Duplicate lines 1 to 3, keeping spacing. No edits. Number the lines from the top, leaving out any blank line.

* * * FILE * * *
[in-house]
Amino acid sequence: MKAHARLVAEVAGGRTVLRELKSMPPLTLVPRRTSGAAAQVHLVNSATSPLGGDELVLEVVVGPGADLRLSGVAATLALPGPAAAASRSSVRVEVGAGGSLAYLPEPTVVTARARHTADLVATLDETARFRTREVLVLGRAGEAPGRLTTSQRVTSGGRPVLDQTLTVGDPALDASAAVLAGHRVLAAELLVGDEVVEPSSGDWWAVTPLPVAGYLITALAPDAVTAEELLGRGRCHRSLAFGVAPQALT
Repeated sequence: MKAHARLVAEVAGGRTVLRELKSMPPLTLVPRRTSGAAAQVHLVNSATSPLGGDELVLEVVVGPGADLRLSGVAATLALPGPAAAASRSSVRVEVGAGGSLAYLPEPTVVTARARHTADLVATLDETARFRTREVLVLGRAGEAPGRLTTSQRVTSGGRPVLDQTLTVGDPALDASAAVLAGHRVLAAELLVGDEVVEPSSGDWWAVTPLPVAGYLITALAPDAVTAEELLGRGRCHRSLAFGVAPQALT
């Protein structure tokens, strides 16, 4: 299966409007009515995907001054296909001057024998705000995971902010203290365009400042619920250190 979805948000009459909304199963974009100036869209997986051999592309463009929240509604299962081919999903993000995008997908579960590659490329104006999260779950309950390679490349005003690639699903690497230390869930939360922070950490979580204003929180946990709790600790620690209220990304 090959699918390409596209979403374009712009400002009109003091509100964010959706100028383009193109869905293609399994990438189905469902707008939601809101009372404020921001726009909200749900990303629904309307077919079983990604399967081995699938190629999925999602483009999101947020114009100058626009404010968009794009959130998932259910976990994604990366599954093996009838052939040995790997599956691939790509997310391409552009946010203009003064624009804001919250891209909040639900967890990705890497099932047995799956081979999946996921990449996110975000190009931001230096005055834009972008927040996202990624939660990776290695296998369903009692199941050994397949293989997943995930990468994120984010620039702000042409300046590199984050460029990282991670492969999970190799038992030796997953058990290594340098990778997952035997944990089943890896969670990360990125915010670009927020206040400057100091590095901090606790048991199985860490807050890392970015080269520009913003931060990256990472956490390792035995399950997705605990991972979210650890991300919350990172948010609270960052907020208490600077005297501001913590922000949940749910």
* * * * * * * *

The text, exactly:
[in-house]
Amino acid sequence: MKAHARLVAEVAGGRTVLRELKSMPPLTLVPRRTSGAAAQVHLVNSATSPLGGDELVLEVVVGPGADLRLSGVAATLALPGPAAAASRSSVRVEVGAGGSLAYLPEPTVVTARARHTADLVATLDETARFRTREVLVLGRAGEAPGRLTTSQRVTSGGRPVLDQTLTVGDPALDASAAVLAGHRVLAAELLVGDEVVEPSSGDWWAVTPLPVAGYLITALAPDAVTAEELLGRGRCHRSLAFGVAPQALT
Repeated sequence: MKAHARLVAEVAGGRTVLRELKSMPPLTLVPRRTSGAAAQVHLVNSATSPLGGDELVLEVVVGPGADLRLSGVAATLALPGPAAAASRSSVRVEVGAGGSLAYLPEPTVVTARARHTADLVATLDETARFRTREVLVLGRAGEAPGRLTTSQRVTSGGRPVLDQTLTVGDPALDASAAVLAGHRVLAAELLVGDEVVEPSSGDWWAVTPLPVAGYLITALAPDAVTAEELLGRGRCHRSLAFGVAPQALT